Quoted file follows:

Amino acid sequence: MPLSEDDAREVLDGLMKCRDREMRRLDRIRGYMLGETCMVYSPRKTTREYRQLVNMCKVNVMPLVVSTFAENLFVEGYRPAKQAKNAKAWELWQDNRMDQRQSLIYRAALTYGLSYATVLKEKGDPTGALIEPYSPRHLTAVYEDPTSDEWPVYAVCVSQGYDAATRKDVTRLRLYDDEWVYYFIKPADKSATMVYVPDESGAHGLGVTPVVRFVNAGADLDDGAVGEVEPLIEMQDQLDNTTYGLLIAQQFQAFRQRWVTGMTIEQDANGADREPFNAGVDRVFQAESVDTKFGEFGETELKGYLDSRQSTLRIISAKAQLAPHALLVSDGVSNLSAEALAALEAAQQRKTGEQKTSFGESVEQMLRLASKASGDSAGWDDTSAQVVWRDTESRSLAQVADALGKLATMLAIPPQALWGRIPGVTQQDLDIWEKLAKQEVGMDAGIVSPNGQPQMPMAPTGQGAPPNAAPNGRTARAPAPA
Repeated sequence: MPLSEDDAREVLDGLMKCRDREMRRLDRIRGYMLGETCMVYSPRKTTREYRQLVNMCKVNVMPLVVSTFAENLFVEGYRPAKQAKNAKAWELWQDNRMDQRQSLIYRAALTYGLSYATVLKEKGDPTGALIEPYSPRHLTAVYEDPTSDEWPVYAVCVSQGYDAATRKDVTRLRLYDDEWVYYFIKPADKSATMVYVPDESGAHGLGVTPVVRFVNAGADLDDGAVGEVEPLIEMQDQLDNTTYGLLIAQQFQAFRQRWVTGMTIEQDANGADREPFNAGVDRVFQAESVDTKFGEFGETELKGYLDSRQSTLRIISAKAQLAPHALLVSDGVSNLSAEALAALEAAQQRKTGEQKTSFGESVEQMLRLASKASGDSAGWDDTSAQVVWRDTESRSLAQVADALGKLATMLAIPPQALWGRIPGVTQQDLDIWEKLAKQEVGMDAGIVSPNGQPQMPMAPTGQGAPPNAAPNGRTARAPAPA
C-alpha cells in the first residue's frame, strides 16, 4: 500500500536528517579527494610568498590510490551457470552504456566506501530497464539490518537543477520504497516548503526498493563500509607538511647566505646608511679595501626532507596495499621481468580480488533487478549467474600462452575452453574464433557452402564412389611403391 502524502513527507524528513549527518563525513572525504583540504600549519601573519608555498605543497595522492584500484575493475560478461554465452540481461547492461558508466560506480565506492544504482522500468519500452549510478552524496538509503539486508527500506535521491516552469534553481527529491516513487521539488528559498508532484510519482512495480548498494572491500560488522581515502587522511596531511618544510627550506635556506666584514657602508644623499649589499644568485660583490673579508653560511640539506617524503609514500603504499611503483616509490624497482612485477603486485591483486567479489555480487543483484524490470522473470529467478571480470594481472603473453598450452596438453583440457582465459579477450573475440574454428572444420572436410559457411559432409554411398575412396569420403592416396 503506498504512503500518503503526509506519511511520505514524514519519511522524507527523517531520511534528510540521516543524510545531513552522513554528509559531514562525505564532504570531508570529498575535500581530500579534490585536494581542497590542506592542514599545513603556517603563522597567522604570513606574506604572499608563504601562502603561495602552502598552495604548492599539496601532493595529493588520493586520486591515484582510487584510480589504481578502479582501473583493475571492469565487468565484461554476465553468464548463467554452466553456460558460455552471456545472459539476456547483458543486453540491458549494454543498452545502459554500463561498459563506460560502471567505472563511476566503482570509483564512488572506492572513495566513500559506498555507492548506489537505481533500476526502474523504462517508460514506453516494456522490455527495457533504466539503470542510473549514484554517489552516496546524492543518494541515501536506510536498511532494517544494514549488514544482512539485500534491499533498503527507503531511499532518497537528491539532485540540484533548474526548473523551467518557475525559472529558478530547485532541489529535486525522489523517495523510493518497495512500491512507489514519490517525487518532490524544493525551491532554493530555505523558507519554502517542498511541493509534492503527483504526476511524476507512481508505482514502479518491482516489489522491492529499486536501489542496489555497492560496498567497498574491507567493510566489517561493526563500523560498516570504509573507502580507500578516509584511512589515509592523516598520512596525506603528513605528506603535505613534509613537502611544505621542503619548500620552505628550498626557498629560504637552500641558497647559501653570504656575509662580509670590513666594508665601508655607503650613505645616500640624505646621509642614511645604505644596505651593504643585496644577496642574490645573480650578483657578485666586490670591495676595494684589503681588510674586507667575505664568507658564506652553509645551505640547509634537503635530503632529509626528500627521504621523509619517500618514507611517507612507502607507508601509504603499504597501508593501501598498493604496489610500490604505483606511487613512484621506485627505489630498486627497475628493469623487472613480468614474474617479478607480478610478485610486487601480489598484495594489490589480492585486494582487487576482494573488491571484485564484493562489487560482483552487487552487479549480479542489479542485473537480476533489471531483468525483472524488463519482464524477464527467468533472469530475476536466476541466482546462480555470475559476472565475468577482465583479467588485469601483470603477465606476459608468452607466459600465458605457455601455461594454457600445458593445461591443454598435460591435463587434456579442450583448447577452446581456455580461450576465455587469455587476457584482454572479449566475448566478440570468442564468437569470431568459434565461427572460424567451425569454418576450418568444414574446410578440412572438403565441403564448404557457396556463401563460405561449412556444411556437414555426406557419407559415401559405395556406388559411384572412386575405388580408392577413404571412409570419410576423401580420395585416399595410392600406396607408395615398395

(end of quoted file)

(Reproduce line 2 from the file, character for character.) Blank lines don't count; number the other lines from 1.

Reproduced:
Repeated sequence: MPLSEDDAREVLDGLMKCRDREMRRLDRIRGYMLGETCMVYSPRKTTREYRQLVNMCKVNVMPLVVSTFAENLFVEGYRPAKQAKNAKAWELWQDNRMDQRQSLIYRAALTYGLSYATVLKEKGDPTGALIEPYSPRHLTAVYEDPTSDEWPVYAVCVSQGYDAATRKDVTRLRLYDDEWVYYFIKPADKSATMVYVPDESGAHGLGVTPVVRFVNAGADLDDGAVGEVEPLIEMQDQLDNTTYGLLIAQQFQAFRQRWVTGMTIEQDANGADREPFNAGVDRVFQAESVDTKFGEFGETELKGYLDSRQSTLRIISAKAQLAPHALLVSDGVSNLSAEALAALEAAQQRKTGEQKTSFGESVEQMLRLASKASGDSAGWDDTSAQVVWRDTESRSLAQVADALGKLATMLAIPPQALWGRIPGVTQQDLDIWEKLAKQEVGMDAGIVSPNGQPQMPMAPTGQGAPPNAAPNGRTARAPAPA